After being in the lead for so long, Inter finally tripped over the line on the last day to reach Serie A with two points from Roma. 11 days earlier, they won the Coppa Italia, thanks to a Diego Milito attack on the same opponents in the Italian capital.
From then on, with the treble alluringly close, all roads led to Madrid and although opponents Bayern, coached by Mourinho’s mentor years ago by Louis Van Gaal, peaked in their cycle, Mourinho would have his fitting swan song.
Mourinho kisses the Coppa Italia after Inter Roma defeated for their first trophy at three
Diego Milito celebrates his second goal against Bayern in the 2010 Champions League final
On the night, it was a finale that never really came to life – just as Mourinho had envisioned. A double by top scorer Milito, a zero and a season for all ages, which defied all odds, was complete.
Poetically, Mourinho saw his conquest come to an end and the scene of his last victory would be his next destination. Triggered by his hostile nature, he fancied a bit more of Pep and Barcelona. Six days later, Real Madrid appointed him as manager.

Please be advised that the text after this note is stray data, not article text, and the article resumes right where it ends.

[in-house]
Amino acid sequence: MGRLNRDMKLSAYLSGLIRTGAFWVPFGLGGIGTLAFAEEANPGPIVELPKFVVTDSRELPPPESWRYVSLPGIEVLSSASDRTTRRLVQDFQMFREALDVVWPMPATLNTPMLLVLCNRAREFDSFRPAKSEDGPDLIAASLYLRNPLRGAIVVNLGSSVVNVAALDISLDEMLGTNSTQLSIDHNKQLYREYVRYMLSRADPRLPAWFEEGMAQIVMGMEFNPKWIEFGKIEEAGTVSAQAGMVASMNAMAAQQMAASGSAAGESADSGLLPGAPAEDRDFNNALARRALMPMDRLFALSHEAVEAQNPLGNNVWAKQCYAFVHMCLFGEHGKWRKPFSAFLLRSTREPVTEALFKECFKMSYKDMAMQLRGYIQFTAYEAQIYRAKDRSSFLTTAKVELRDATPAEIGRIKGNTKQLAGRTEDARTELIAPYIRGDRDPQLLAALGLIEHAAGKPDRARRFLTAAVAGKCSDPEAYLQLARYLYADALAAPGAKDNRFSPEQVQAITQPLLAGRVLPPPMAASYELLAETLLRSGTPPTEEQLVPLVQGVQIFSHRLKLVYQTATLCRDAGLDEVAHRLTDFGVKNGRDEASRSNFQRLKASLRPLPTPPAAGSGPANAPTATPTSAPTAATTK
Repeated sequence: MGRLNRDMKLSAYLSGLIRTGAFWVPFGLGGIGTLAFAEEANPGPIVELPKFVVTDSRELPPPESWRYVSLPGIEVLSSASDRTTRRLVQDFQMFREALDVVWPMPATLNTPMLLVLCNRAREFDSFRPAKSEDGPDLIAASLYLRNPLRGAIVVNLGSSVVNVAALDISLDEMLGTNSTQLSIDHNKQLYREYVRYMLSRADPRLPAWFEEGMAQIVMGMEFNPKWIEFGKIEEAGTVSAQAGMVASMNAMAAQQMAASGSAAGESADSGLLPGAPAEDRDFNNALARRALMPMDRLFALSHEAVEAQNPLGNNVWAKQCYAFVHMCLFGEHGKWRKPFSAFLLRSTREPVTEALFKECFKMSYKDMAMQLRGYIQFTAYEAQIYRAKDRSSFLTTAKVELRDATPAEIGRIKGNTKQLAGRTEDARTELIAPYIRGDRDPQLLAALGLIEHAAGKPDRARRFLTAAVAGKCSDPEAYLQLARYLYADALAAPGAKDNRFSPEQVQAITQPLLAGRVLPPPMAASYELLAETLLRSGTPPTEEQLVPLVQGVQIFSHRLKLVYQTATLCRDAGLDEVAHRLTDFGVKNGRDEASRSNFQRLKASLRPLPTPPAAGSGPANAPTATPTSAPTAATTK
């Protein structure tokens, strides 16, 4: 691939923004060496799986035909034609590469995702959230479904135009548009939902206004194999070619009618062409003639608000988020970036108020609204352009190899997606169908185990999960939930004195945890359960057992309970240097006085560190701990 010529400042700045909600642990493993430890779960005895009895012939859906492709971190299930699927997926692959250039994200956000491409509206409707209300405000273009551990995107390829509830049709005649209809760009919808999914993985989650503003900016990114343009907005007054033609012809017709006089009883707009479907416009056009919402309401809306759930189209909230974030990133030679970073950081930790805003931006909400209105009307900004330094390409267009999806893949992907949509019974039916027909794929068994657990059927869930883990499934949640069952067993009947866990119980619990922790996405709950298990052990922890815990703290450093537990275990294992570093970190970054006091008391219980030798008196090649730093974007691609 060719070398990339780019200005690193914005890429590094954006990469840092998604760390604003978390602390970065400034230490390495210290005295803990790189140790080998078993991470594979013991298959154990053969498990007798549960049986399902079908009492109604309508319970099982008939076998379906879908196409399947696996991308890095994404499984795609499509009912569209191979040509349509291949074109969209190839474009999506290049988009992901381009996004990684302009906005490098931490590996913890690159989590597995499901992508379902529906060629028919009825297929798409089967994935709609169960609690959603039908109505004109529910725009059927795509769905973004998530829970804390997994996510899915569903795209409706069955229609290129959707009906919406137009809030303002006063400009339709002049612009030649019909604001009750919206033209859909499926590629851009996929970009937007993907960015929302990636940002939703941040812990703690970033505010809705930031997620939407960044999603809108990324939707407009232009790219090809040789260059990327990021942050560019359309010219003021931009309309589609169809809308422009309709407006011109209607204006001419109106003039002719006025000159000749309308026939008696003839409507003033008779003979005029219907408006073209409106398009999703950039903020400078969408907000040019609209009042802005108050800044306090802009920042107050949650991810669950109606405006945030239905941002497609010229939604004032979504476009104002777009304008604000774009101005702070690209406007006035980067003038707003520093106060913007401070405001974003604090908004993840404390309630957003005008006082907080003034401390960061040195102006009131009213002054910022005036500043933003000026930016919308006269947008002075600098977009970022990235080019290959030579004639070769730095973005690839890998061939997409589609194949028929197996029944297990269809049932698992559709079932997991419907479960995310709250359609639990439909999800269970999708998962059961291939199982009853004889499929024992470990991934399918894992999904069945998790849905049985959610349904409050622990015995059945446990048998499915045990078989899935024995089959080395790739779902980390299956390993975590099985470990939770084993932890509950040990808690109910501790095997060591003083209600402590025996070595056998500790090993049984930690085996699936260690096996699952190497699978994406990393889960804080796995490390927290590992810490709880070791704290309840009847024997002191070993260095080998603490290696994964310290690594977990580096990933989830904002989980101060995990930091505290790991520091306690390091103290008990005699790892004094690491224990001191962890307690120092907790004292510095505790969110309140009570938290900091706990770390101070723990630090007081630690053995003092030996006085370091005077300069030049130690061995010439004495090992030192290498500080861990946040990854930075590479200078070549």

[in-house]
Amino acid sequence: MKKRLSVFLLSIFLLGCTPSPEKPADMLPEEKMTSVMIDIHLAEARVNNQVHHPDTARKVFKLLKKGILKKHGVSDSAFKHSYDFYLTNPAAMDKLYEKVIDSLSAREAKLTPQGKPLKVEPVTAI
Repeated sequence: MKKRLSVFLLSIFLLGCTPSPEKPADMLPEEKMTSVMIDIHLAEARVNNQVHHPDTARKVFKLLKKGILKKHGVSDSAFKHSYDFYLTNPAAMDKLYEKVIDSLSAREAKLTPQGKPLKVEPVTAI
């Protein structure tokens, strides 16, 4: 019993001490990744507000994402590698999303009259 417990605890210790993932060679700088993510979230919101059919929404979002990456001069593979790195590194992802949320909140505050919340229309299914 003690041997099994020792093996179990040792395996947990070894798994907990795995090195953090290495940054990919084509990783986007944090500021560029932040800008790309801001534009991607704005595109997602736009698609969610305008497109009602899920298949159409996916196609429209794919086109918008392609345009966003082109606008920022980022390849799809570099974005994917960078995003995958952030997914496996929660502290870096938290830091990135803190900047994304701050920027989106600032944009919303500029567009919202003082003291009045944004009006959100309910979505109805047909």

But it is worth remembering the season when a football club was their manager’s sincere embodiment. Courage, defiance and disobedience, the Internazionale institution swarmed into Mourinho’s mindset at cost, like bees for honey.
Seeing how the man has changed in recent years amid turmoil in London, Manchester and back to London is daunting for fans of the game. Perhaps inevitable in the reverse career that is football management, but nonetheless daunting.
Mourinho was hugged by his backroom staff after completing a historic treble in Madrid
He lifts the Champions League trophy after winning his last game for Inter Milan
That is why his time at Inter should be remembered so lovingly ten years ago. Still eager to prove to himself and the world that he was the stars’ 21st century coaching gift, the gray-haired football genius reached a glorious peak. His players also peaked and struggled to adjust when Rafael Benitez arrived that summer.
Most heartwarming, however, was that Mourinho had a desirable yet unmistakable bond with his players, which has never been more apparent in that moment of intimacy with Materazzi, a 92-minute substitute at night.
An immeasurable bond that Mourinho has rarely seen since in his next decade in management. Not often does professional sports have such a perfect crescendo, which ends with the pinnacle. Inter 2010 is the modern deviation.